2016 RV Adventure travel blog

Pipe Springs/Winsor Castle

 

Parlor

Parlor

Parlor

Kitchen

Kitchen

Stove, the right side had a water reservoir for HOT water.

Master Bedroom

Clothes Dryer

Looking up the Lookout Tower. Lookout used to spot Indians and the...

Second floor bedroom.

Second floor bedroom.

Winsor Castle was the site of the first telegraph station in the...

Business building

Housing upstairs porch used for weaving rugs and clothing.

Housing building, notice the Lookout Tower

Courtyard between Housing & Business buildings

Housing building, notice the Lookout Tower

Housing and catwalk to Business

Telegraph room, gun ports on wall

Gun port

Telegraph station

Business bedroom

 

Organ

Gate

Buttery

Cheese Room

Back of business building

 

Pond from springs overflow.

Winsor Castle, notice the Lookout Tower

Corral & Garden

Corrals

Winsor Castle

East Cabin/Bunk House

Inside East Cabin

Roof of East Cabin

Corral

Corral & MooMoos

Outside Livery

Branding area

Garden

Outside kitchen

Stove

Garden

Garden & East Cabin

 

 

 

Busy Bee

Inside museum

 

 

Kahn

 

Winsor Castle, notice the Lookout Tower

Winsor Castle from side road.

Winsor Castle


Pipe Spring National Monument is located in the state of Arizona, rich with American Indian, early explorer, and Mormon pioneer history.

The water of Pipe Spring has made it possible for plants, animals, and people to live in this dry desert region. Ancestral Puebloans and Kaibab Paiute Indians gathered grass seeds, hunted animals, and raised crops near the springs for at least 1,000 years.

Antonio Armijo discovered the springs when he passed through the area in 1829, when he established by the Armijo Route of the Old Spanish Trail.

Pipe Spring was named by the 1858 Latter-day Saint missionary expedition to the Hopi mesas led by Jacob Hamblin. In the 1860s Mormon pioneers from St. George, Utah, led by James M. Whitmore brought cattle to the area, and a large cattle ranching operation was established. In 1866 the Apache, Navajo and Paiute tribes of the region joined the Utes for the Black Hawk War, and, after they raided Pipe Spring, a protective fort was constructed by 1872 over the main spring. The following year the fort and ranch was purchased by Brigham Young for The Church of Jesus Christ of Latter-day Saints (LDS Church). The LDS Bishop of nearby Grafton, Utah, Anson Perry Winsor, was hired to operate the ranch and maintain the fort, soon called Winsor Castle. Pipe Springs was a beef ranch, dairy, and vegetable garden, used to supply the LDS summer homes & Temple in St. George. The dairy produced milk, cheese & butter. This isolated outpost served as a way station for people traveling across the Arizona Strip, that part of Arizona separated from the rest of the state by the Grand Canyon. It also served as a refuge for polygamist wives during the 1880s and 1890s. The LDS Church lost ownership of the property through penalties involved in the federal Edmunds-Tucker Act of 1887.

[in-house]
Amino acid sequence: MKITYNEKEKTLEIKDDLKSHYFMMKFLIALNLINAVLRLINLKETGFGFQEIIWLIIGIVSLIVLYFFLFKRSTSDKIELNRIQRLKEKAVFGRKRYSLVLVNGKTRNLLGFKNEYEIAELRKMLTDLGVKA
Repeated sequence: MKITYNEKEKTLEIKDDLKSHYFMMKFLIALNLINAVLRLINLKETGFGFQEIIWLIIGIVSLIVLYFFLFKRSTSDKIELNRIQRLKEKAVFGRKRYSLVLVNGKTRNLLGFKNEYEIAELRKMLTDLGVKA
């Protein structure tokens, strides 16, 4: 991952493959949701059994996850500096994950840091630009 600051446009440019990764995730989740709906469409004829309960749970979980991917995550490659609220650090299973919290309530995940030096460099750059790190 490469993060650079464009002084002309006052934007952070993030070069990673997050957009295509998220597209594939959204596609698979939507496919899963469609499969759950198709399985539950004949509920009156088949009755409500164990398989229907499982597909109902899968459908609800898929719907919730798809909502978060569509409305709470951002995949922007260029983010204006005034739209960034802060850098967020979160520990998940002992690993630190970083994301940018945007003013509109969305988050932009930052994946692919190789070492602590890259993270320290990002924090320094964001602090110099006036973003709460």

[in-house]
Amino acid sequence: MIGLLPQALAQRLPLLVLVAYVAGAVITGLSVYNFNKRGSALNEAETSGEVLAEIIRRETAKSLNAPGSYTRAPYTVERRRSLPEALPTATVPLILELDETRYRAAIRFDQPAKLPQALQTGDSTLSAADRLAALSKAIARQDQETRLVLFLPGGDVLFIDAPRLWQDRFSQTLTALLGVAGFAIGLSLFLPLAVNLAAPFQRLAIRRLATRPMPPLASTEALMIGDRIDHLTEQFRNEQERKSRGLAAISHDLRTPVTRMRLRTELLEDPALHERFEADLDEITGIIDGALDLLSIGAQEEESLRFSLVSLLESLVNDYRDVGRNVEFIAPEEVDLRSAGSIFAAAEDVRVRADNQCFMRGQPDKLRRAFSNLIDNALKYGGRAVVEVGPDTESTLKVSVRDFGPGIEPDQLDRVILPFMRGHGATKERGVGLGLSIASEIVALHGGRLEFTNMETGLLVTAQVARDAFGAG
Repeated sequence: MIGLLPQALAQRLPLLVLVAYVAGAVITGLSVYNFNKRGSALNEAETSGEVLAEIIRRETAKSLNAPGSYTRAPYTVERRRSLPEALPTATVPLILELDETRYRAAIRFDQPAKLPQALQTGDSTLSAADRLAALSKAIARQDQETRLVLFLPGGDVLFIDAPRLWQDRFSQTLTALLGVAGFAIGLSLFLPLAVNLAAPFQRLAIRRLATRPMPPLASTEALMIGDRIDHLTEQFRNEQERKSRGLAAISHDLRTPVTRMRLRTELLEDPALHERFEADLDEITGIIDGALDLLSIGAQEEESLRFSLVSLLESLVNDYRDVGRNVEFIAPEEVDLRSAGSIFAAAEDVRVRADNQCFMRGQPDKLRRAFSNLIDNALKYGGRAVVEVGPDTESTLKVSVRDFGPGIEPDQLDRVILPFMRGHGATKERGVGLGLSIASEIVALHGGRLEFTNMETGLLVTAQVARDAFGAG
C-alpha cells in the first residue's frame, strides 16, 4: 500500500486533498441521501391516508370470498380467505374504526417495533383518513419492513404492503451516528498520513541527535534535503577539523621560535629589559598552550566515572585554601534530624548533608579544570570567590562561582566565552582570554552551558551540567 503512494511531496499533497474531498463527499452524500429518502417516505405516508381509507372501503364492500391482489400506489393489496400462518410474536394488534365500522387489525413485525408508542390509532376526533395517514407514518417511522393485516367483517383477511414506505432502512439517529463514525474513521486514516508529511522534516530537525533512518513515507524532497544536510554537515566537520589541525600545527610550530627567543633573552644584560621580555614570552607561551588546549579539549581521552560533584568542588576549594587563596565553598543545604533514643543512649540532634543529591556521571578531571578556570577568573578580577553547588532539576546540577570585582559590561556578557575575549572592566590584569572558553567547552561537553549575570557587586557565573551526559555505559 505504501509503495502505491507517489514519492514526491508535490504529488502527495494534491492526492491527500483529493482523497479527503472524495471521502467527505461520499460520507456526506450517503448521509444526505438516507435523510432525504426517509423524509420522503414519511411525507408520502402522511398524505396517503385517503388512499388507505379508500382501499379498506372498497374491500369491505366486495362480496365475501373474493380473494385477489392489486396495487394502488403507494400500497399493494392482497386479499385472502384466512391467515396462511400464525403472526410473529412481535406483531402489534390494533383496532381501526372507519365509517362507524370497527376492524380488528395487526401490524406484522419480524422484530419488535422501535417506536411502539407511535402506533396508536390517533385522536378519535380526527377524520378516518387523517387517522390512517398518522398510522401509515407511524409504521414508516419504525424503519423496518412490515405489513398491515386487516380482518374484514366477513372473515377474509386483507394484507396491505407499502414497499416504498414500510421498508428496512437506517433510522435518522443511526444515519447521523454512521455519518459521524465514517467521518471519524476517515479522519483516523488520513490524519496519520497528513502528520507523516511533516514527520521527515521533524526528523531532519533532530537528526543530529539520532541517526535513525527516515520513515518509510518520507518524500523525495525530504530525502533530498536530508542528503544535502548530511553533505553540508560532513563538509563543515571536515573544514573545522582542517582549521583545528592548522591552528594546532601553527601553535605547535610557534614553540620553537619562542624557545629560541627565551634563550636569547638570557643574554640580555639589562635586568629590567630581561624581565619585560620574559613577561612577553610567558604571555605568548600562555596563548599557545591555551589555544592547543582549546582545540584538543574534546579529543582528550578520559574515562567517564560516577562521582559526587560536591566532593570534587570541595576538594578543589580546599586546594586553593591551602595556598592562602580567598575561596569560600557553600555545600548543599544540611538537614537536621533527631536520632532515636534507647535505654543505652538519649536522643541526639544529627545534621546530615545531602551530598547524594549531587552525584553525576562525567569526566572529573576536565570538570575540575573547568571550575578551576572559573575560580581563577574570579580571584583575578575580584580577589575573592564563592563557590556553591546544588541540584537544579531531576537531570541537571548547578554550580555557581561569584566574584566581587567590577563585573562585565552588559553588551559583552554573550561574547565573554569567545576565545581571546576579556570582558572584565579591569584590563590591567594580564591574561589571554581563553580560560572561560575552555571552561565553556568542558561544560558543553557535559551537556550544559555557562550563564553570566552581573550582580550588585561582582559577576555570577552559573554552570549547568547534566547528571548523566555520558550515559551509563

Although their way of life was greatly impacted by Mormon settlement, the Paiute Indians continued to live in the area and by 1907 the Kaibab Paiute Indian Reservation was established, surrounding the privately owned Pipe Spring ranch. In 1923, the Pipe Spring ranch was purchased and set aside as a national monument to be memorial of western pioneer life.

The Fort

Regular half hour guided tours are offered through the rooms in the fort, which are all fully furnished with period fixtures and fittings. There are about 10 main rooms on 2 levels, in 2 sections with doors and windows facing inwards to a central courtyard, all enclosed by a high wall. The defensive capabilities of Pipe Spring were never tested, and the fort was instead used as a ranch and later as a private residence.

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